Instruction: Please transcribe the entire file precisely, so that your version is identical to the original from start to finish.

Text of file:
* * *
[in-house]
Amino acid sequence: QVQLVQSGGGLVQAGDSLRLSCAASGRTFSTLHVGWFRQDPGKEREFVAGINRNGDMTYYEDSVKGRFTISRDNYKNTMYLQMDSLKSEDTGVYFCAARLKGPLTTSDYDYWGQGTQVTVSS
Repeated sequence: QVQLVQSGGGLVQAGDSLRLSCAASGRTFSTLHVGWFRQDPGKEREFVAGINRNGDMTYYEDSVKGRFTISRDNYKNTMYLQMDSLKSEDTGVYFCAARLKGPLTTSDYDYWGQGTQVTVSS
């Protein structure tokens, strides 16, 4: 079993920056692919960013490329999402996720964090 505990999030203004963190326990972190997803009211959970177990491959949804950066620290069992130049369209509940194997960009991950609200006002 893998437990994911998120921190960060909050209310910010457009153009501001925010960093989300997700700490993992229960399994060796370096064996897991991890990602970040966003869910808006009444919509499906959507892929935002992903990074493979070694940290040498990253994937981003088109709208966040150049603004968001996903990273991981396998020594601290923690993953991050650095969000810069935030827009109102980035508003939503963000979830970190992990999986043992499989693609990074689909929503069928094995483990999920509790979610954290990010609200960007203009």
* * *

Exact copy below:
[in-house]
Amino acid sequence: QVQLVQSGGGLVQAGDSLRLSCAASGRTFSTLHVGWFRQDPGKEREFVAGINRNGDMTYYEDSVKGRFTISRDNYKNTMYLQMDSLKSEDTGVYFCAARLKGPLTTSDYDYWGQGTQVTVSS
Repeated sequence: QVQLVQSGGGLVQAGDSLRLSCAASGRTFSTLHVGWFRQDPGKEREFVAGINRNGDMTYYEDSVKGRFTISRDNYKNTMYLQMDSLKSEDTGVYFCAARLKGPLTTSDYDYWGQGTQVTVSS
């Protein structure tokens, strides 16, 4: 079993920056692919960013490329999402996720964090 505990999030203004963190326990972190997803009211959970177990491959949804950066620290069992130049369209509940194997960009991950609200006002 893998437990994911998120921190960060909050209310910010457009153009501001925010960093989300997700700490993992229960399994060796370096064996897991991890990602970040966003869910808006009444919509499906959507892929935002992903990074493979070694940290040498990253994937981003088109709208966040150049603004968001996903990273991981396998020594601290923690993953991050650095969000810069935030827009109102980035508003939503963000979830970190992990999986043992499989693609990074689909929503069928094995483990999920509790979610954290990010609200960007203009």